Wow, things have come a long way.
I started my career early – I was in high school when I was an intern at Corgan, Associates in Dallas, and later went into full time employment with them at the age of 19. At that time, my primary use of communication was phone and fax. So many faxes. We were one of the few architectural firms with Internet access for all employees, and email addresses for everyone. My business card had an email address on it. I was so cool.
One of the biggest structural and civil engineering outfits we worked with had one email address. It was an AOL account. Many architectural firms were still drawing by hand. My 17” monitor weighed like 80 lbs and cost over $2,000. I’m just making this up, but today I bet my phone has as much internet bandwidth as our whole office did.
I’m in Tulsa right now doing some market research. I just looked at my last 24 hours and thought about what a difference 20 years makes:
- Finished up a scheme on an 8-story hotel I’m including in a 100 acre master plan. Started rendering a long video on a separate machine (it’s still working back at the office)
- Finished up an interactive user questionnaire for a project in schematic design.
- Cleaned up and included revisions to a floor plan on a new single-family project.
- Pushed a lot of paper with a project under construction, issued updated drawings to reflect questions submitted by the contractor, as well as incorporating shop drawing details into the architectural for coordination.
- Visited the jobsite above.
- Met with the single-family house client on their site, had a full design meeting, flew a drone over the house to get a better idea of their current roof lines (also for cool pics).
- Drove to Tulsa, listening to entrepreneurial podcasts most of the way.
- Issued meeting minutes in the morning, with drone pictures from the visit mentioned above.
- Adjusted schedule, sent out status requests from consultants, etc. on a self-storage redevelopment we are going to close on in less than 30 days.
- Had a conference call with video sharing from my hotel room.
- Continued to work on BIM model for self-storage building for a consultant re kick off after revisions from conference call.
- Write a blog post (this part only took 20 minutes, complete with finding pictures)
- I have had a nine-month-old with me this entire time, solo (the wife is traveling).
A lot of my days are like this but sometimes I don’t look back on things and say – when I started in this business, how long would have all of that taken me? I’m lucky enough to have a diverse book of work, I think I have a good product, and top tier professional visualizations. When I started in 1996, everyone worked on one project with a lot of other people with very little task switching, and everyone sat at their desk. One guy went out and did construction administration work in the field. Tasks that would have taken me days or weeks back then just seem to take no time. My work flow is in waves, with time to reflect and consider, followed by lots of execution. I love it.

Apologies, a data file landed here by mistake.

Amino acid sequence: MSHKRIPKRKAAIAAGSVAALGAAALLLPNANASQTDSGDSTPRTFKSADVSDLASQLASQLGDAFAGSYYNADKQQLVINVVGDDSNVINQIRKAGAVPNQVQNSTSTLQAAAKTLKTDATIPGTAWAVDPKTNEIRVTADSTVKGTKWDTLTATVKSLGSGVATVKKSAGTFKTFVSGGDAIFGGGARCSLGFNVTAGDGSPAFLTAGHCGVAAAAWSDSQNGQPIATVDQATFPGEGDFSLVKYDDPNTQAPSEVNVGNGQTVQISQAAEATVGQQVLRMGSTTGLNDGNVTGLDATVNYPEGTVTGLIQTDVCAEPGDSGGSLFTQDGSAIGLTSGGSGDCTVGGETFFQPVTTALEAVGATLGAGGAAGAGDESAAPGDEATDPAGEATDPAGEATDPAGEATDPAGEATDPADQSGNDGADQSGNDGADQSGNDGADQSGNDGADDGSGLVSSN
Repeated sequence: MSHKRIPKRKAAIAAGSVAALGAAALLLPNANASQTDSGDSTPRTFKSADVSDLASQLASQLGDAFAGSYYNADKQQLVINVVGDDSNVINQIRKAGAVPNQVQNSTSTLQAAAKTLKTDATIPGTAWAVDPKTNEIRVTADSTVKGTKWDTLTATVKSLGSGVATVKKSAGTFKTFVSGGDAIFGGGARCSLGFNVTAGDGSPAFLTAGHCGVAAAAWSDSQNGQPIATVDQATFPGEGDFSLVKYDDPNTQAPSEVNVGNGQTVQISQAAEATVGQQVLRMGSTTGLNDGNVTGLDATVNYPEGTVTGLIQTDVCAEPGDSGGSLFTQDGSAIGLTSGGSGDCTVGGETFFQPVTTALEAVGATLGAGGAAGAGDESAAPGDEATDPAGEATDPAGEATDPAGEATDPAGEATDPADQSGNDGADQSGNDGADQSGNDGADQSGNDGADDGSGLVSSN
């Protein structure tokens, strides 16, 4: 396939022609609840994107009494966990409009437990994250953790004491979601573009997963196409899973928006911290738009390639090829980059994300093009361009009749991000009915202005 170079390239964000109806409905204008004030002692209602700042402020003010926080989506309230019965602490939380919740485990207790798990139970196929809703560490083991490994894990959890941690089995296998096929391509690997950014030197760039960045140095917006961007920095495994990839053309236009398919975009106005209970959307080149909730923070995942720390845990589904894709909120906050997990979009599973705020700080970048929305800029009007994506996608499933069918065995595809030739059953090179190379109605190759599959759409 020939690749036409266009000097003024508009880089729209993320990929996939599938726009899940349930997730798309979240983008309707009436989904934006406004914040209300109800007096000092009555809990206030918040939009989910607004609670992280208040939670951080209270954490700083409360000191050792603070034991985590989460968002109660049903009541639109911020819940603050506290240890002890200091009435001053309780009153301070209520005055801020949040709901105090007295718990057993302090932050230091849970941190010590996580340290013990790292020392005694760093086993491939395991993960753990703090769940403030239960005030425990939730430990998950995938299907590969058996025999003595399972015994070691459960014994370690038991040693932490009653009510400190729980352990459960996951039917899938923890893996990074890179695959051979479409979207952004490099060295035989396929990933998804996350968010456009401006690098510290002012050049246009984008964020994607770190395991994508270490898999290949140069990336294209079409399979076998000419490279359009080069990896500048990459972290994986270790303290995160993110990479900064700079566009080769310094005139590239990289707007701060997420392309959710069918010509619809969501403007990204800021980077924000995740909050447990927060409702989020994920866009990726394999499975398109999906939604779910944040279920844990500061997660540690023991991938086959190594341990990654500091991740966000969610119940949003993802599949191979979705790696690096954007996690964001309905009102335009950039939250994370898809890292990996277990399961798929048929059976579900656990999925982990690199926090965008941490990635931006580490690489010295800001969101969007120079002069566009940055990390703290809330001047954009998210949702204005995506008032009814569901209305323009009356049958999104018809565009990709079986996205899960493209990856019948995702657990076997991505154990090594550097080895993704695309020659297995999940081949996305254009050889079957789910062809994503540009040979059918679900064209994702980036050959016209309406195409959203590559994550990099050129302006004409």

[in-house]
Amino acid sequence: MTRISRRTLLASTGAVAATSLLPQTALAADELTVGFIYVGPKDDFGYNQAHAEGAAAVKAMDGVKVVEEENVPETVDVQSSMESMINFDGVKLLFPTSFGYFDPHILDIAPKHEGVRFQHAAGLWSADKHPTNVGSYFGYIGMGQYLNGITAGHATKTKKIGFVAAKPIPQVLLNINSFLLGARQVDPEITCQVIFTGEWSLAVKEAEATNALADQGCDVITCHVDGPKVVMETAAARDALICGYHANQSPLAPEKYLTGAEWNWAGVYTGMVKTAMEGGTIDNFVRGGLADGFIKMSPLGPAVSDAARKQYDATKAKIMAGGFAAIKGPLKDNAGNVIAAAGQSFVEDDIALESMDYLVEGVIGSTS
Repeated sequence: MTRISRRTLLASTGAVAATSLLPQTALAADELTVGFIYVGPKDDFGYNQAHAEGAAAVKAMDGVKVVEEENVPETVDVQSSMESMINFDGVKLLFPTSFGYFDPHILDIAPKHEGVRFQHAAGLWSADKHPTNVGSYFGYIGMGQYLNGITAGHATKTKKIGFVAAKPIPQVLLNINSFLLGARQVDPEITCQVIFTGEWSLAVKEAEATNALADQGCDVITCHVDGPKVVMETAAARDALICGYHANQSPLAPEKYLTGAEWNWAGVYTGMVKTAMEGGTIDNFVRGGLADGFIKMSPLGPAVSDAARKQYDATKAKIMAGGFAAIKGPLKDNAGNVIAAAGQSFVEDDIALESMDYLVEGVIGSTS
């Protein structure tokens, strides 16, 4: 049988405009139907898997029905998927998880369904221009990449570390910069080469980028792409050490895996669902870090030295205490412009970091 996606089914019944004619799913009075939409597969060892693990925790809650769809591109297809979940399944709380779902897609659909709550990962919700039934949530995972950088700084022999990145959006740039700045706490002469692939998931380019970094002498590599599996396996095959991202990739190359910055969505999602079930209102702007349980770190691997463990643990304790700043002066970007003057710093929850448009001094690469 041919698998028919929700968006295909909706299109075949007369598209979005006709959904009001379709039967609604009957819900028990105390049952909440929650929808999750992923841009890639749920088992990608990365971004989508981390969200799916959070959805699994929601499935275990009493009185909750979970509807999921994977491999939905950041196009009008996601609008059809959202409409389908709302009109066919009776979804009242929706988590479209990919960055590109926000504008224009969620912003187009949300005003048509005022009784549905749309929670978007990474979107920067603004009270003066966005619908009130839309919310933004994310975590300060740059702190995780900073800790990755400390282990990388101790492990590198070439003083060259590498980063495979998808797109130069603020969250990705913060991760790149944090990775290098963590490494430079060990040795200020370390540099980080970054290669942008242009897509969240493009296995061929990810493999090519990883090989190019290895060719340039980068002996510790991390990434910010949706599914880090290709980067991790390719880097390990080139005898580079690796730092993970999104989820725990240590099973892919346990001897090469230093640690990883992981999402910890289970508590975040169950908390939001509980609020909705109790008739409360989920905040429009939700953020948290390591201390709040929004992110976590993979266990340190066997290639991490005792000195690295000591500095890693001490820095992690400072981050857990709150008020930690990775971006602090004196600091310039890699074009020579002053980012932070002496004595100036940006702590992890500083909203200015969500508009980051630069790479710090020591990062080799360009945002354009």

Two unsung heroes in this:
- I have an awesome baby. I have taken him everywhere since he was two weeks old, and he can hold his own. He’s starting to get a little grouchy in meetings, but he hangs in there. He even sits with me and watches me on the rower every day.
- I lean on technology. Hard. And it works every day.
I’ve been a road warrior since 2002, when people carried multiple blackberries and we all had 1000 cables from Targus to charge all of our various things with proprietary cables and 20 lb laptops. Oh and our dress shirts were white, big and puffy. At that time I was also a student and had to carry textbooks with all of that through the airport. Even THAT was miles away from my beginning at Corgan.
I guess this whole post is just a thank you to my son, for being awesome, and to our ever changing technology, which lets me put my hours in design and speed along the execution so I can spend more times getting things right (like taking shop drawing information and making sure alllllll of the grout joints in the cast stone line up just so with the limestone veneer).